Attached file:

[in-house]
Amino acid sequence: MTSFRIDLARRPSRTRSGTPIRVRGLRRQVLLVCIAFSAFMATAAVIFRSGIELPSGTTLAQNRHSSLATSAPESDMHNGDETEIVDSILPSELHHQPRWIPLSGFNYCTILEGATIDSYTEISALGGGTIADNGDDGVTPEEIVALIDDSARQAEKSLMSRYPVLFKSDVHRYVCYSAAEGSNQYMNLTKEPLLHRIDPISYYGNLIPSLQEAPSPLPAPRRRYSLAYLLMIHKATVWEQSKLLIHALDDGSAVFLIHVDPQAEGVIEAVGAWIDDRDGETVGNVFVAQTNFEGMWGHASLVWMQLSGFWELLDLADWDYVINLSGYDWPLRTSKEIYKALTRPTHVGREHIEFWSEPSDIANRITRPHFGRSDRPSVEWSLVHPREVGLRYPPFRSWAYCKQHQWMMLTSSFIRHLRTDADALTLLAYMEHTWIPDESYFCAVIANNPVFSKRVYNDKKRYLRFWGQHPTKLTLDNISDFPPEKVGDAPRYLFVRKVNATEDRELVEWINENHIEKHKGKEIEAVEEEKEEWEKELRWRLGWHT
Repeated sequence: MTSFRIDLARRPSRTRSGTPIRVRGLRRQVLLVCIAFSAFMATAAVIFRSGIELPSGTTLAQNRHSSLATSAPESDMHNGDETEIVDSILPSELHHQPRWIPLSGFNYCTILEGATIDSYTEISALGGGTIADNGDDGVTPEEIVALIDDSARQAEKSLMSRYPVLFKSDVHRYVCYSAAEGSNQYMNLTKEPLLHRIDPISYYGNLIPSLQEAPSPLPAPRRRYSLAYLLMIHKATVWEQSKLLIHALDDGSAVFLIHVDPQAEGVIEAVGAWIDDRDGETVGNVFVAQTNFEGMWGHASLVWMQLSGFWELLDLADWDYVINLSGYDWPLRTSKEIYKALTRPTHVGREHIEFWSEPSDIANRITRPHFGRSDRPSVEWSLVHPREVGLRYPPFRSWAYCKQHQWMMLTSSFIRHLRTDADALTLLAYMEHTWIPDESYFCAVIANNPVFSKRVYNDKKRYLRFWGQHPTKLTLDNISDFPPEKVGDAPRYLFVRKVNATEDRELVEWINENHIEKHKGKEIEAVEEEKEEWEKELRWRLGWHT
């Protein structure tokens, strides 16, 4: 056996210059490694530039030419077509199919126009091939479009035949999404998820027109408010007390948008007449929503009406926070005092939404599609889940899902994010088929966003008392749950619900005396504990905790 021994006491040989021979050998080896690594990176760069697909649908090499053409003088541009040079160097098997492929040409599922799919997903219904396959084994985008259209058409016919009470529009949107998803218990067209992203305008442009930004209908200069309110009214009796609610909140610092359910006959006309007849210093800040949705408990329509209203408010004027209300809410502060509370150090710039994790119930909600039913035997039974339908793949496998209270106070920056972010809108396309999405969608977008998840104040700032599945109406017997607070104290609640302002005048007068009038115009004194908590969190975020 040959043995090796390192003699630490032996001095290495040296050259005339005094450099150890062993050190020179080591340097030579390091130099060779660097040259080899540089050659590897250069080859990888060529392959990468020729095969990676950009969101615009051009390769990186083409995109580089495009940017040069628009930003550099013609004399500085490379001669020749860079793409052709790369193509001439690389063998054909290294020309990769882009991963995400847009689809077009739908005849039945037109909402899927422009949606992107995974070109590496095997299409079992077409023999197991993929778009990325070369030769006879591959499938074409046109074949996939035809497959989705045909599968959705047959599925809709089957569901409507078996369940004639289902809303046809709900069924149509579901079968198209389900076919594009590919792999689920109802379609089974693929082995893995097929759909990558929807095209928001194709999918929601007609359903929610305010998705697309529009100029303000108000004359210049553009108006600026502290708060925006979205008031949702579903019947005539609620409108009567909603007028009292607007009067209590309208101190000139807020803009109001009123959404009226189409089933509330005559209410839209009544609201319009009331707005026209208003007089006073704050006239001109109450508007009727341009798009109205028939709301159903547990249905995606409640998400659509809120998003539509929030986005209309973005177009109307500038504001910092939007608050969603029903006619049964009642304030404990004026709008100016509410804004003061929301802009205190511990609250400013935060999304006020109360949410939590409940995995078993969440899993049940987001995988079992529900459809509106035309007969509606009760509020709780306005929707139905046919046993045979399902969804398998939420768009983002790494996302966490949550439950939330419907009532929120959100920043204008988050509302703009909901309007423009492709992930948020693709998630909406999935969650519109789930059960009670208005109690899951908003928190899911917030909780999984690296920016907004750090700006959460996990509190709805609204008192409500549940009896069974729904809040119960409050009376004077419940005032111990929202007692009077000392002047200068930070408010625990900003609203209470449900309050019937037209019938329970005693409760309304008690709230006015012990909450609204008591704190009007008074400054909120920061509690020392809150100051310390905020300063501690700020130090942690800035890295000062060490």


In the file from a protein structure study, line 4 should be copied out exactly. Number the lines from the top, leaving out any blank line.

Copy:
């Protein structure tokens, strides 16, 4: 056996210059490694530039030419077509199919126009091939479009035949999404998820027109408010007390948008007449929503009406926070005092939404599609889940899902994010088929966003008392749950619900005396504990905790 021994006491040989021979050998080896690594990176760069697909649908090499053409003088541009040079160097098997492929040409599922799919997903219904396959084994985008259209058409016919009470529009949107998803218990067209992203305008442009930004209908200069309110009214009796609610909140610092359910006959006309007849210093800040949705408990329509209203408010004027209300809410502060509370150090710039994790119930909600039913035997039974339908793949496998209270106070920056972010809108396309999405969608977008998840104040700032599945109406017997607070104290609640302002005048007068009038115009004194908590969190975020 040959043995090796390192003699630490032996001095290495040296050259005339005094450099150890062993050190020179080591340097030579390091130099060779660097040259080899540089050659590897250069080859990888060529392959990468020729095969990676950009969101615009051009390769990186083409995109580089495009940017040069628009930003550099013609004399500085490379001669020749860079793409052709790369193509001439690389063998054909290294020309990769882009991963995400847009689809077009739908005849039945037109909402899927422009949606992107995974070109590496095997299409079992077409023999197991993929778009990325070369030769006879591959499938074409046109074949996939035809497959989705045909599968959705047959599925809709089957569901409507078996369940004639289902809303046809709900069924149509579901079968198209389900076919594009590919792999689920109802379609089974693929082995893995097929759909990558929807095209928001194709999918929601007609359903929610305010998705697309529009100029303000108000004359210049553009108006600026502290708060925006979205008031949702579903019947005539609620409108009567909603007028009292607007009067209590309208101190000139807020803009109001009123959404009226189409089933509330005559209410839209009544609201319009009331707005026209208003007089006073704050006239001109109450508007009727341009798009109205028939709301159903547990249905995606409640998400659509809120998003539509929030986005209309973005177009109307500038504001910092939007608050969603029903006619049964009642304030404990004026709008100016509410804004003061929301802009205190511990609250400013935060999304006020109360949410939590409940995995078993969440899993049940987001995988079992529900459809509106035309007969509606009760509020709780306005929707139905046919046993045979399902969804398998939420768009983002790494996302966490949550439950939330419907009532929120959100920043204008988050509302703009909901309007423009492709992930948020693709998630909406999935969650519109789930059960009670208005109690899951908003928190899911917030909780999984690296920016907004750090700006959460996990509190709805609204008192409500549940009896069974729904809040119960409050009376004077419940005032111990929202007692009077000392002047200068930070408010625990900003609203209470449900309050019937037209019938329970005693409760309304008690709230006015012990909450609204008591704190009007008074400054909120920061509690020392809150100051310390905020300063501690700020130090942690800035890295000062060490």